Obviously it goes underground, at least a high percentage of it, but anything too large to fit simply gets left on the pavement but how are they emptied? I have never witnessed it. These days, I am no longer staggering around the town in the early hours, so have never seen it done – until recently that is. The first ones installed a few years ago have inevitably started to go wrong and as repairs are underway, all has been revealed. The rubbish falls into wheelie bins, that much was to be expected, there could hardly be a bottomless pit. To empty them, the whole contraption lifts up on hydraulics to street level and the bins are wheeled away to be emptied in the normal manner.
Why, is my immediate thought; overkill, being my second? We are a throw-away society and we are all guilty of creating far too much rubbish. I am firm advocate of the KISS (keep it simple, that is) school of thought. Why make such a simple task more elaborate or complicated than necessary. I am sure they will rue the decision when the expensive repair bills start to come in. Or is it that it is in every council’s mandate to keep as much as possible out of sight and hidden from the general public?
I am the first to admit when I am wrong. That sentiment alone may well have friends choking on their drinks but I have been proved to be wrong. I did say when they first installed the street exercise equipment in the old Avenida Generalissimo that it was a waste of money and would never be used. I think I said at the time it would become a target for local youths to vent their frustration on and it did, at least until it was replaced by something altogether more robust. It has survived and I have to say is in use, which far exceeds my expectations.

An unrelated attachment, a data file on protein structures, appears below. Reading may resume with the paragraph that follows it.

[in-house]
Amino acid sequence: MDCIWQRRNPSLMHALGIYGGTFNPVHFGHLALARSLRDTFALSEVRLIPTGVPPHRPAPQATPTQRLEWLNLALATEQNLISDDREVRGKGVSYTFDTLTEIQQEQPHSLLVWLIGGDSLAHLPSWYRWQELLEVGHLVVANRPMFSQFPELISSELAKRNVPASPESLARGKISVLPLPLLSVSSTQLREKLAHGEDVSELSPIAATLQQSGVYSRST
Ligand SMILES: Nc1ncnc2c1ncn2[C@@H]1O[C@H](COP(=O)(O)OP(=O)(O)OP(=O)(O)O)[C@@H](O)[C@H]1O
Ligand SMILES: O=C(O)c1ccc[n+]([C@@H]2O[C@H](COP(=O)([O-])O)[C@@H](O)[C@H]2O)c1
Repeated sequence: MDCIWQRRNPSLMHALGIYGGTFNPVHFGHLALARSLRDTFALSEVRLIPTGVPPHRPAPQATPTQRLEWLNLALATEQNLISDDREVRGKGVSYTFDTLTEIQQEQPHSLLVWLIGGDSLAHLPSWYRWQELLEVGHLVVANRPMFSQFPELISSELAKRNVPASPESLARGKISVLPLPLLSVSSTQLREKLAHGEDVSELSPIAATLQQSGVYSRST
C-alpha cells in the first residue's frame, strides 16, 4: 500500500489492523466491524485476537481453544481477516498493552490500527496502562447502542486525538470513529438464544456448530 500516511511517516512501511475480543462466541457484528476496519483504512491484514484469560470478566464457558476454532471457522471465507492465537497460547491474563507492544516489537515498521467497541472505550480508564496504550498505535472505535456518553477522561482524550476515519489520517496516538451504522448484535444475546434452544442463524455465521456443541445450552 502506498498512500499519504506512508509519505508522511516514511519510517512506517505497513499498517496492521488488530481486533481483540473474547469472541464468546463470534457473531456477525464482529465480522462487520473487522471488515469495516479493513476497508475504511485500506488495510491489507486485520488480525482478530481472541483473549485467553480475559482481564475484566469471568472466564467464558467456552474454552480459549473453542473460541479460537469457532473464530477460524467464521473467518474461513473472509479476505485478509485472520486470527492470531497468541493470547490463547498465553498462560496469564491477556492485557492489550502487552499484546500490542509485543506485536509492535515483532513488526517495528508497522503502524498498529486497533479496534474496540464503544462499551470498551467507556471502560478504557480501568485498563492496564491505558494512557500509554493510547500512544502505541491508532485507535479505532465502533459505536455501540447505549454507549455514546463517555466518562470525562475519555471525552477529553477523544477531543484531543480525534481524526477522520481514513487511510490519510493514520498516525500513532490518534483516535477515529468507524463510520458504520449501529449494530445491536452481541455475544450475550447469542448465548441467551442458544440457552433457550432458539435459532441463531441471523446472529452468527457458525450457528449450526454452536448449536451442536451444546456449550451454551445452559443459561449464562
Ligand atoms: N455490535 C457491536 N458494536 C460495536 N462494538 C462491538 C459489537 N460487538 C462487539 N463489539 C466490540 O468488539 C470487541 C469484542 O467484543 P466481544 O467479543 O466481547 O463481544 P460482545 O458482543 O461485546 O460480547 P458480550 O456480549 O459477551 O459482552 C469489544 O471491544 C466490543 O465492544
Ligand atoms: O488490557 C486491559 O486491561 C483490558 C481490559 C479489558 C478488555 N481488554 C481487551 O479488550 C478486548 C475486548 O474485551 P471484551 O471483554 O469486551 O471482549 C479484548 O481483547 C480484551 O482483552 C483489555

Ok, so the users may come from different genres but then it takes all sorts. There are those who use it properly and obviously get some benefit from it as a result of their exertions. Then there are those who think it would make a good holiday snap, the whole family taking it in turn to pose in a variety of positions while the designated photographer does his best. There are others who obviously think they should take more exercise; you see them making their way along stopping to check out each piece of equipment, perhaps trying it out for a whole ten seconds. I am sure they get to the top of the street and feel all the better for it. And then finally there are those for whom it offers total bewilderment. They’re just looking for somewhere to sit and are wondering if it will take the weight. What me, not likely, I will never go near it.
I may have been wrong about the exercise equipment but that hasn’t changed my opinion on the whole project. A walkway which is far too wide, diverting potential customers away from shop fronts. The service road, which, despite there being so much space available was built far too narrow for delivery vehicles to pass each other easily. No consideration given at all for the coach drivers who have to navigate the tight turns their way often barred by cars abandoned on hazard lights. But at least there are far more places where you can now enjoy a coffee alfresco.
By Brian Eldridge